Monday, August 30, 2004

The Singing Skunk

It was a serious tactical error on my part to trade roles with Jean Jeffrey in our second grade play.  I started to suspect this the moment I did it, got the full impact of it both during rehearsals and right after the performance, and still felt the aftershocks for years afterward.  For the rest of my tenure in the Fayetteville-Manlius School District, I blamed an inordinate share of my peer troubles on that one bad decision:

Karen Funk, second grade.Mrs. Nevin:  Karen, you and Jean may trade parts if you like.
Jean (quickly): I want to be Peter Rabbit!
Karen (reluctantly): I want to be the skunk.

Peter Rabbit and Sweetie Phew were the second and third leads, respectively, in a rather jumbled musical adaptation of Snow White.  I don't even remember whether there were any dwarfs in it.  Peter, despite the name, was basically a Thumper character, and Sweetie Phew was Flower with a persecution complex.

The skunk was a much more interesting and, to my way of thinking, likeable character than the rabbit.  And besides, Peter was a boy's name.  I didn't want to be teased for playing a boy rabbit. So, partly because I liked the role better and partly to curry favor with Jean, I agreed to the switch. I don't think Jean appreciated the favor.  As for myself, I was in trouble. Even as I said the words that sealed my fate, alarm bells were going off in my head.  A skunk?  Are you mad?  Everybody hates skunks!  Besides, it rhymes with Funk!

I did it anyway.  The last line of my introductory song was maudlin but meaningful to me:

"My story ends/I have no friends."

In the course of the play, Pete the rabbit and Bill (whatever he was) have enough of a character arc to ensure that Sweetie's social position is much improved by the reprise:

"I offer clothespins, but each shakes his head;
Bill holds his nose; Pete smiles instead.
Dear Snow White made all things right.
My story ends,
Now I have friends."

It shouldn't surprise you a bit that life didn't imitate art in this case.  I had just paved the way for a rather obvious taunt that continued for years afterwards:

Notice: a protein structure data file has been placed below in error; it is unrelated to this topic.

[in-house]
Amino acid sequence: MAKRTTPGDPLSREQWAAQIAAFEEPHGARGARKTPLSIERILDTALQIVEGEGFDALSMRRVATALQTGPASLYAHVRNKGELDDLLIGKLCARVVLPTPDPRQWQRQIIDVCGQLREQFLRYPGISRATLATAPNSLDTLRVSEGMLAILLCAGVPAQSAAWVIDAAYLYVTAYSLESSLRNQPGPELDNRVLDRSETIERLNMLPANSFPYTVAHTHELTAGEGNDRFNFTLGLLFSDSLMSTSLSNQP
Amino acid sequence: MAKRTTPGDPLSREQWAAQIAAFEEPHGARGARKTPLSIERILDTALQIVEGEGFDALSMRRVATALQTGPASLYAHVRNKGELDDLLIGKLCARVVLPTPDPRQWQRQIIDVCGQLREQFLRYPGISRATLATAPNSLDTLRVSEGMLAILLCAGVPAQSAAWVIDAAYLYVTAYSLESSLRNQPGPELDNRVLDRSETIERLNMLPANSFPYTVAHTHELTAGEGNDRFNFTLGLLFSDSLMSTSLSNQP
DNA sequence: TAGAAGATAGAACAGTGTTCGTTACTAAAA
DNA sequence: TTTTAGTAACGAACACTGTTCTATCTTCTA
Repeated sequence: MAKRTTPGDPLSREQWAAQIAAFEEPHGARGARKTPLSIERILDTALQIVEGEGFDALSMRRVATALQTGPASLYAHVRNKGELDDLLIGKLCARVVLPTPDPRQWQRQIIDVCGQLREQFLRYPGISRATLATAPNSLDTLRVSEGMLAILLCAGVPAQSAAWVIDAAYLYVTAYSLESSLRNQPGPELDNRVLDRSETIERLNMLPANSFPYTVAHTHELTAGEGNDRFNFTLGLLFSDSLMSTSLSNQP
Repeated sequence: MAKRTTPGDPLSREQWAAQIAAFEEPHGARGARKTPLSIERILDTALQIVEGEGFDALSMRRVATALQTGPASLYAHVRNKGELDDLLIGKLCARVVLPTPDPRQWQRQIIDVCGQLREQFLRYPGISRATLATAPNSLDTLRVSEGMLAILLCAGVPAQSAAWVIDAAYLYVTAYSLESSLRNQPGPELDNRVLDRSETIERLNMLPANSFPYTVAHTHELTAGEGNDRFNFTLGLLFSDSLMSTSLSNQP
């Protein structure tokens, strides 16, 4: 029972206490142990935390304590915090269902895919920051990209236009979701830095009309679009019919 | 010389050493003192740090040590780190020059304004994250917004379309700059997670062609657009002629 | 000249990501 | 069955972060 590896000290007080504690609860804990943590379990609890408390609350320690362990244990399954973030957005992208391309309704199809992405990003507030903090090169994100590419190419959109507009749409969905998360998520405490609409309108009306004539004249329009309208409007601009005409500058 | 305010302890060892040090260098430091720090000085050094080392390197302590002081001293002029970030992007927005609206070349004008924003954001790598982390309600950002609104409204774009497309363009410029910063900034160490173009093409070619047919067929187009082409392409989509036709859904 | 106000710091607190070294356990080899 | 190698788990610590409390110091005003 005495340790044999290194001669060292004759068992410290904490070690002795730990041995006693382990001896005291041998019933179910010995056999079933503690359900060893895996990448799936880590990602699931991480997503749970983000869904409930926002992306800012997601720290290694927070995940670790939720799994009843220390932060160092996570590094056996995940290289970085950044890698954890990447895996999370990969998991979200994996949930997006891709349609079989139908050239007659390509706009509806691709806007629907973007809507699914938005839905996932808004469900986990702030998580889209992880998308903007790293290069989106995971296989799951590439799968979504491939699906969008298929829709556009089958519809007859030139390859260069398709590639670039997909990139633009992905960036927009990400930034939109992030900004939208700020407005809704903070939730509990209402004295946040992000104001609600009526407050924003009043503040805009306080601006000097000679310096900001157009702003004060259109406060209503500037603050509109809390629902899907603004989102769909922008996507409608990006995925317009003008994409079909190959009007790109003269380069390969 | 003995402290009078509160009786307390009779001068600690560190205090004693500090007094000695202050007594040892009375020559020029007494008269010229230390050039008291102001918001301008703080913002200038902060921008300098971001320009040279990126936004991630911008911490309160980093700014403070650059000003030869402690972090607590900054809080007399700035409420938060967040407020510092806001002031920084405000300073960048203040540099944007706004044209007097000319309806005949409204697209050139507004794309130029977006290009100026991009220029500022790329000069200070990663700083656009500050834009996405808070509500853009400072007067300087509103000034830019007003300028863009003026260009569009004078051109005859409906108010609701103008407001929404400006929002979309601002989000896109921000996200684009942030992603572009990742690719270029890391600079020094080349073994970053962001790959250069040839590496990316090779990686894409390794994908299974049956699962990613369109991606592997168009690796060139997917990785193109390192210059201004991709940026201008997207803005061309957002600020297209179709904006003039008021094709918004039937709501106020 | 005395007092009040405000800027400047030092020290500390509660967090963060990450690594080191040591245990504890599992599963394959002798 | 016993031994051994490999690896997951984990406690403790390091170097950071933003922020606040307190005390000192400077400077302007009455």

"Funk the Skunk is a pile of junk!"

with variations.  "Flunk the Skunk" got some use, as did "Funk is a Skunk!"

I wish I could say that I successfully laughed this off, made lots of friends with my great self-confidence and adroit social skills, and ended up popular, happy and well-adjusted.  Um, no.

Was it because of that second grade role that I was still being teased by high school?  Of course not.  Being shy, smart and fat is a recipe for social disaster, which I didn't know how to overcome.  Sweetie Phew didn't help, but ultimately, it was my responsibility to learn to get along with the other kids, and take some teasing without being crushed by it. I've been looking at my high school yearbook recently, and to the extent that I even remember them, most of those kids were all right. I should have cultivated more friendships instead of shying away and nursing old wounds.

It wasn't until college that I came into my own.  Even now, married a quarter of a century, an A student, with a number of minor successes behind me to bolster my confidence, the oversensitivity that kept me from laughing off a school play is always lurking, ready to jump out at me.  "Nobody commented on the Skwok piece!  Nobody likes it!  Nobody likes me any more!" And similar nonsense.

Yeah, yeah, I know.  Get over it.  I'm trying!  This is the reason I include my maiden name in my byline instead of just calling myself Karen Blocher.  Having suffered for that name, I figure I've earned the right to use it.  It's part of who I am: a woman who, forty years ago in the Manlius Elementary cafetorium, chose to play a skunk in Snow White.

Karen Funk Blocher


alphawoman1 said...

My sister K. in grammer school was "forced" by my Mom to wear a type of belly daner ooutfit (this is odd even thinking about it today! because it was a Catholic school). (my Mom was a sub teacher when one of the sisters had a nervous break down or something similiar).  Well, Kitty stood in front of the class and her top fell off.  Ever since then the class would taunt her, "S***** Kitty has no T******" this day she is still mortified.

ryanagi said...

Ouch. You are a bigger woman that me in the use of the maiden name. I abandoned mine like the passengers of the Titanic. I get the whole Sally Field like sensation of "You like REALLY like me!" with the journal comments too.

We have to be related somehow. You sure no one in your family gave up a little girl for adoption in the mid 60s? LOL You got any family in Kansas??? ;-)

mavarin said...

Yow, Alpha! That's much worse than mine.  Poor Kitty! And I didn't even think to mention wearing a sarong-like garment to school - twice.  What was I thinking?

I think it's a measure of the relative innocence of F-M and the times that the most vulgar variation on my maiden name got essentially no play among the teasers.  I suppose if they had, Becky, I'd be less inclined to keep the name.  Now I'm curious what your was! - Karen